Often, reading the advance press and promos for a book builds certain expectations. Naturally, this novel didn't unfold quite as I had imagined prior to opening it. I hadn't anticipated the "messiness" of a narrative consisting largely of characters' minds whirling in front of me, in stream of consciousness. It is unsettling to follow them restlessly moving from one thought to a contradictory one, baldly laying bare their brutish instincts, then subsiding almost soothingly, like restive waves. I also didn't expect to be able to predict some plot points so early. Or to want to second-guess the characters at a few junctures.
On the whole though, A Reliable Wife, strikes me as a novel of intensity and raw power. On its own masochistic terms, it also offers up love (and forgiveness) of the deepest kind. I think of it as a hybrid between Gone with the Wind's sweeping but tarnished romantic breathlessness and Body Heat's pulsatingly erotic brew of viperish conspiracy. This is a novel likely to appeal to those who crave a bold but somewhat perverse love story featuring very flawed characters. They, despite their cravenness, reach out to readers and demand notice and even grudging respect and affection. Goolrick's fictional version of 1900's rural Wisconsin folk isn't pretty, but, "Such things happened."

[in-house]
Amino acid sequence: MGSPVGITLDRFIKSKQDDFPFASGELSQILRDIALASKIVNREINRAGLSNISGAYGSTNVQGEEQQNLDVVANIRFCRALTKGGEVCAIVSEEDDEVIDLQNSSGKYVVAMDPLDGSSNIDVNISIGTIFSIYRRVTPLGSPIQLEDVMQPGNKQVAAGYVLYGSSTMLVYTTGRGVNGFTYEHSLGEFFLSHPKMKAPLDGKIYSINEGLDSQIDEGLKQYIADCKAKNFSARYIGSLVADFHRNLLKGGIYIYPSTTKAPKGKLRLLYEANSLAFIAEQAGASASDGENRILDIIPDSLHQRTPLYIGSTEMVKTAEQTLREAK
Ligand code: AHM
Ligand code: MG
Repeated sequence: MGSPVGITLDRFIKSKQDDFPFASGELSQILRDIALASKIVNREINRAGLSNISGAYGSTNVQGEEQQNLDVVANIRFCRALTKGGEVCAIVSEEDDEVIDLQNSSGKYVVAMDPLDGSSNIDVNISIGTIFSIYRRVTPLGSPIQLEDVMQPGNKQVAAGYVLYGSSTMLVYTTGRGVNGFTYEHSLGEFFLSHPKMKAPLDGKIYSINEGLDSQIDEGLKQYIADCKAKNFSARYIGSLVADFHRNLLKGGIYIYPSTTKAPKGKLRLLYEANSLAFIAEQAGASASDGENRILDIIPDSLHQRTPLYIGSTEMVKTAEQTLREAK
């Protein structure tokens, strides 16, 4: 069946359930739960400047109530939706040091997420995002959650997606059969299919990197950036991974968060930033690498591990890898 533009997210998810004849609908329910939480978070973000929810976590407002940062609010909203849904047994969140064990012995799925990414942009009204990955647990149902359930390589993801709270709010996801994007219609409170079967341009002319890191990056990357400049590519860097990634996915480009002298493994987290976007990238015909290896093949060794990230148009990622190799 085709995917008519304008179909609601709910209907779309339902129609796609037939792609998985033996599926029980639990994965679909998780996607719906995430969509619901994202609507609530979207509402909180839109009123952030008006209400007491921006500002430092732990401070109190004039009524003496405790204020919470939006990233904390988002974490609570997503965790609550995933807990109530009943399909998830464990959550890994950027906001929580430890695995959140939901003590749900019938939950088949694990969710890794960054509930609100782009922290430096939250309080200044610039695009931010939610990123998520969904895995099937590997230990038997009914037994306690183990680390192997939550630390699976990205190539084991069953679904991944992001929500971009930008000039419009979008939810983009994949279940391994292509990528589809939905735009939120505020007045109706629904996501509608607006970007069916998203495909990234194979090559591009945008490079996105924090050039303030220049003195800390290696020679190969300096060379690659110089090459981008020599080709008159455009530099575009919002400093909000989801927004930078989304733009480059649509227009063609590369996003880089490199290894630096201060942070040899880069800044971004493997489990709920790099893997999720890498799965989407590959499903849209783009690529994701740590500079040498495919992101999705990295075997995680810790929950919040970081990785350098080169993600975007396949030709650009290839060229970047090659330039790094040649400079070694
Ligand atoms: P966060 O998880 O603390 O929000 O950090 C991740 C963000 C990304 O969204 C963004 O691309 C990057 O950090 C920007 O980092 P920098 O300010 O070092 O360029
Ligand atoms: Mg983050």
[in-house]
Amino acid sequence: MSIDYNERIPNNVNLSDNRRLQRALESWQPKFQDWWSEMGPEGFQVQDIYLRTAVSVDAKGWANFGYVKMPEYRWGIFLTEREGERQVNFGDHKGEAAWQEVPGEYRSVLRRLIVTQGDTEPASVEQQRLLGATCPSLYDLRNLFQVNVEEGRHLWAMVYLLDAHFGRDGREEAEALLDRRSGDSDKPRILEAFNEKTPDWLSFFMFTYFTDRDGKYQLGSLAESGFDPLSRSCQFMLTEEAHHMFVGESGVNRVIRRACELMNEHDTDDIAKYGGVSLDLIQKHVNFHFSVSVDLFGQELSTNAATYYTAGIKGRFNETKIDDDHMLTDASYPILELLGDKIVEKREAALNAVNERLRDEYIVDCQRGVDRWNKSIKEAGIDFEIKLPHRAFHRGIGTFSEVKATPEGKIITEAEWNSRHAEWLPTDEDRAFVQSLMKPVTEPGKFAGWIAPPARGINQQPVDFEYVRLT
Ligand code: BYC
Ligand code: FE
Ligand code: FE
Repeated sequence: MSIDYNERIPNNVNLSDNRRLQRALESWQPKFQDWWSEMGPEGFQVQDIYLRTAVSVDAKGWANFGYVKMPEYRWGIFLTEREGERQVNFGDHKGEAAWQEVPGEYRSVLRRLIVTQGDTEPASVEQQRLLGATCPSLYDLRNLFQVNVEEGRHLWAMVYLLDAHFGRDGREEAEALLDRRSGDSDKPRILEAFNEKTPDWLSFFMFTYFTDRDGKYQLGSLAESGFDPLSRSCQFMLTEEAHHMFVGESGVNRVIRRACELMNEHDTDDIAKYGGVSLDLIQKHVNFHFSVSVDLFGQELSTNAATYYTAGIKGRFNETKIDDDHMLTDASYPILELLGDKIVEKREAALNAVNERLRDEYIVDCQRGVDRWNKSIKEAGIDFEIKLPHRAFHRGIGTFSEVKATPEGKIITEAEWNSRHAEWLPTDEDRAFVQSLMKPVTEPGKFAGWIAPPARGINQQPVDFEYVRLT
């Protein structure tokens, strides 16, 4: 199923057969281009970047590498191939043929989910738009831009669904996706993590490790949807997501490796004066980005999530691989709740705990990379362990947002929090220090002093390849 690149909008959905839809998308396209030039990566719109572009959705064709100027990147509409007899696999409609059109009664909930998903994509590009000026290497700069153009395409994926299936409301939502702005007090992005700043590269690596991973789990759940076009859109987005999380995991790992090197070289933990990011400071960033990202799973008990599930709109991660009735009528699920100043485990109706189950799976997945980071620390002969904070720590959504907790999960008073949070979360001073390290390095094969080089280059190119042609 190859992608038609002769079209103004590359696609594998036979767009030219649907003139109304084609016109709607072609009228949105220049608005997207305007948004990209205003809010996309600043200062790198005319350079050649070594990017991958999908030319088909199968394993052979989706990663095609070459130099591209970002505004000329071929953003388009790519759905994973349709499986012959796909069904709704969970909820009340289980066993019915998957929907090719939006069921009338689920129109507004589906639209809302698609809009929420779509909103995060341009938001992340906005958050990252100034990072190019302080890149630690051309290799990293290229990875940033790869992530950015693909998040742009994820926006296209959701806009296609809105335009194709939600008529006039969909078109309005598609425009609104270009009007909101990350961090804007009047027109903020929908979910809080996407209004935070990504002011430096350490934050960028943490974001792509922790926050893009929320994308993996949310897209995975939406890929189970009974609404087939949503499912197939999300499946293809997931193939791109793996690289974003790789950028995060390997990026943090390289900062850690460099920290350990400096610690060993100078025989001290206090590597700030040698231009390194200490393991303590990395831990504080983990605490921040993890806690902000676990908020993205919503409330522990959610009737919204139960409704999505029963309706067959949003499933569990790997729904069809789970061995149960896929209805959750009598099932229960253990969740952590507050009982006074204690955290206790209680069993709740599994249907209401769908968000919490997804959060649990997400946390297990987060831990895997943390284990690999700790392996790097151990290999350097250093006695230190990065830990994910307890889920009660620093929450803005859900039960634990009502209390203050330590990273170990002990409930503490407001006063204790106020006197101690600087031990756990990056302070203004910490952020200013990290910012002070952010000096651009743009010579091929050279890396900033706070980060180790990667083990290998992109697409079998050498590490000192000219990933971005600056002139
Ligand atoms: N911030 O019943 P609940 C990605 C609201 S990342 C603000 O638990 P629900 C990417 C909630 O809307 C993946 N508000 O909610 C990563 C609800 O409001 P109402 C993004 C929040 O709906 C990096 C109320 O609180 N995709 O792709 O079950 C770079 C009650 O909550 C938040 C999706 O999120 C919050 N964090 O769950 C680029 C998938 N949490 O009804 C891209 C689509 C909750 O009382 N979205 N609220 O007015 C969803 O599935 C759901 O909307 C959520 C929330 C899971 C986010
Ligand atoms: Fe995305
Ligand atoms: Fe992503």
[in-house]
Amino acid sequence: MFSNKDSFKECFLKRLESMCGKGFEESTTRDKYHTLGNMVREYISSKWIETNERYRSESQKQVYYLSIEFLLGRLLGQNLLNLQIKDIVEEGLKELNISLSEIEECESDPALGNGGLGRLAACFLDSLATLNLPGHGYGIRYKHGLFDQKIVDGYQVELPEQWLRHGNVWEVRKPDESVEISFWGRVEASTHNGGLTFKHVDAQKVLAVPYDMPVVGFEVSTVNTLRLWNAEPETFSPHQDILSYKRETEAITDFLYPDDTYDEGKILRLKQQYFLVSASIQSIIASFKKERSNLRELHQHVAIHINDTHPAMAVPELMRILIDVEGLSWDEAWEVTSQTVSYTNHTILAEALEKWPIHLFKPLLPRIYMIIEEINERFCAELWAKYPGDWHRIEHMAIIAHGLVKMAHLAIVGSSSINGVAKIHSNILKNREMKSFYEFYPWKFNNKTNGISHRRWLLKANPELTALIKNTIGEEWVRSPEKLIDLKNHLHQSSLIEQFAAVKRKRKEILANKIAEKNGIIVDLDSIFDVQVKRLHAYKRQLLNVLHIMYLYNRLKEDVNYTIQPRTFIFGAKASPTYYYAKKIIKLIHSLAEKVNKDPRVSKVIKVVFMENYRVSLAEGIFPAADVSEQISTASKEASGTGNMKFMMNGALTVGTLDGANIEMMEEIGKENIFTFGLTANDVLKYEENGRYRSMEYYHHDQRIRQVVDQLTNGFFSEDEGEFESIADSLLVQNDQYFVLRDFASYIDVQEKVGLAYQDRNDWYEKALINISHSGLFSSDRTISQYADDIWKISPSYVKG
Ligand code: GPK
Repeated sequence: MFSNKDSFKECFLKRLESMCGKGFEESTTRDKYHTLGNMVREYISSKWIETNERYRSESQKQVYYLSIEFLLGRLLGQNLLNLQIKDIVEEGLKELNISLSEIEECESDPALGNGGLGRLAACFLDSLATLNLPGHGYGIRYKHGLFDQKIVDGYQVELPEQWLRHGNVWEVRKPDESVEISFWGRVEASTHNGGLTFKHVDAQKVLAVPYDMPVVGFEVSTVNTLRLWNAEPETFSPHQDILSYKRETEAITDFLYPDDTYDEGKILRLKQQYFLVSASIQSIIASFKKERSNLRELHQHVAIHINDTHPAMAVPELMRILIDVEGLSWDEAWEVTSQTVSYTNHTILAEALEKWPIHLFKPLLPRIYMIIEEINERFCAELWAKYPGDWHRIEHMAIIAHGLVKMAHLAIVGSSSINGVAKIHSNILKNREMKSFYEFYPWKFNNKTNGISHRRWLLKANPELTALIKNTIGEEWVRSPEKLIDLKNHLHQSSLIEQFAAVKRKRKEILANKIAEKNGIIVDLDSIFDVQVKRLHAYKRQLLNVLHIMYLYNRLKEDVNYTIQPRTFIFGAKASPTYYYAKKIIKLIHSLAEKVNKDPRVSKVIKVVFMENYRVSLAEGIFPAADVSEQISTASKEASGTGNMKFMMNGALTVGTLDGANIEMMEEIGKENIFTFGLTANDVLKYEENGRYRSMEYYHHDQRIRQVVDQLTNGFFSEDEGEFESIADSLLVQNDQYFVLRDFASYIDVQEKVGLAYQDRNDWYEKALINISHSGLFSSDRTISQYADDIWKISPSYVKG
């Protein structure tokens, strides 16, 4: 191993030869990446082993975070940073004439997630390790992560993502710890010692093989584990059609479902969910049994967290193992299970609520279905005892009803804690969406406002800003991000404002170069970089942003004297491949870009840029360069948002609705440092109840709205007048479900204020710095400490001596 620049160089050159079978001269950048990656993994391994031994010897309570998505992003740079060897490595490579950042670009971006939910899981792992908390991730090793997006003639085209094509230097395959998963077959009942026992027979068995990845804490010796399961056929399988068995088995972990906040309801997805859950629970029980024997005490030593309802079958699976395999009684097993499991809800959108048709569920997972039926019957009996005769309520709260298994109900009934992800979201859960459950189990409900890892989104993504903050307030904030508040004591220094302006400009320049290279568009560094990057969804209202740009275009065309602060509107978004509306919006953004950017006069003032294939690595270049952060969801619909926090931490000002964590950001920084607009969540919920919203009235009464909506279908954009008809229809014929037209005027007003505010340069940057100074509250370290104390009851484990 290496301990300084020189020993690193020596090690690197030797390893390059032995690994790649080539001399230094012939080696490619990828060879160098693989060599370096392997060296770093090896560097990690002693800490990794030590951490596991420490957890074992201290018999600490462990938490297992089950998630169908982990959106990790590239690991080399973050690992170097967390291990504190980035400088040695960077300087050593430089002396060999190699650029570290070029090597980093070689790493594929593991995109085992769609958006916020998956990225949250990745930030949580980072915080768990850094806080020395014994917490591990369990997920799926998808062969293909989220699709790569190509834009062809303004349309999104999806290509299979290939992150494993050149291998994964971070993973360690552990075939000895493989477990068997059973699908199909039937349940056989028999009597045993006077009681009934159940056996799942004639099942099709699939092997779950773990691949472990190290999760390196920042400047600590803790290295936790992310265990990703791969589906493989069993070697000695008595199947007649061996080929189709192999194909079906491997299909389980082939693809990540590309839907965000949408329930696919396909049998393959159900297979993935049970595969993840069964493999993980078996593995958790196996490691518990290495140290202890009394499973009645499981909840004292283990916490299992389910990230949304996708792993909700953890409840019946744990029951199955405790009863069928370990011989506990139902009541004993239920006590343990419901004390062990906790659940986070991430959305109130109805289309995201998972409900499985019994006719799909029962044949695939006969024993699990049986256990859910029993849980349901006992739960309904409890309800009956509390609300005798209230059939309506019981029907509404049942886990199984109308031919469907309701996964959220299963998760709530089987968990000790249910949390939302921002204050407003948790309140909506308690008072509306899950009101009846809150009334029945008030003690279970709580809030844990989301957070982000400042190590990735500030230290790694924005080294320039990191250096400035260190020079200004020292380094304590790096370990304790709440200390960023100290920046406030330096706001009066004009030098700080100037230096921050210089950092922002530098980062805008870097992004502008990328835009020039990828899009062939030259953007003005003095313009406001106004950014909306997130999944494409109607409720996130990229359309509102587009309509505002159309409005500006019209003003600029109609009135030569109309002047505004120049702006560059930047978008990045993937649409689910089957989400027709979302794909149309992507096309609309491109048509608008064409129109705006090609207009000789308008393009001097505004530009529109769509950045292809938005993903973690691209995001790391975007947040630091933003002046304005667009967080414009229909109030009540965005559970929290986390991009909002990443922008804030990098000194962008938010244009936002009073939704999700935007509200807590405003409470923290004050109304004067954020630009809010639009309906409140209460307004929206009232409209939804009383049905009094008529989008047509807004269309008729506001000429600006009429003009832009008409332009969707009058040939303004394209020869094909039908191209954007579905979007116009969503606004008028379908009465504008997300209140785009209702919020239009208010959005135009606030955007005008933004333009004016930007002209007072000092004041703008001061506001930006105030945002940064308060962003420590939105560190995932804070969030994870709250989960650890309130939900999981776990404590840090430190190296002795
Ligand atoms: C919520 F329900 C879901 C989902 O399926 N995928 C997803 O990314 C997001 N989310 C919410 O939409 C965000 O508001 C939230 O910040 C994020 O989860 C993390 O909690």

If you are looking for a smart and seductive guilty pleasure -- and a good bet for rich book club discussion -- grab A Reliable Wife.
- Amazon readers rating: from 807 reviews
Read a chapter excerpt from A Reliable Wife at publisher's site
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Bibliography: (with links to Amazon.com)
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- Official website for Robert Goolrick
- The New York Press interview with Robert Goolrick
- The Daily Beast interview with Robert Goolrick
- The New York Times revew of The End of the World As We Know It
- PopMatters review of The End of the World As We Know it
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About the Author:
Robert Goolrick worked for many years in advertising.He lives in New York City.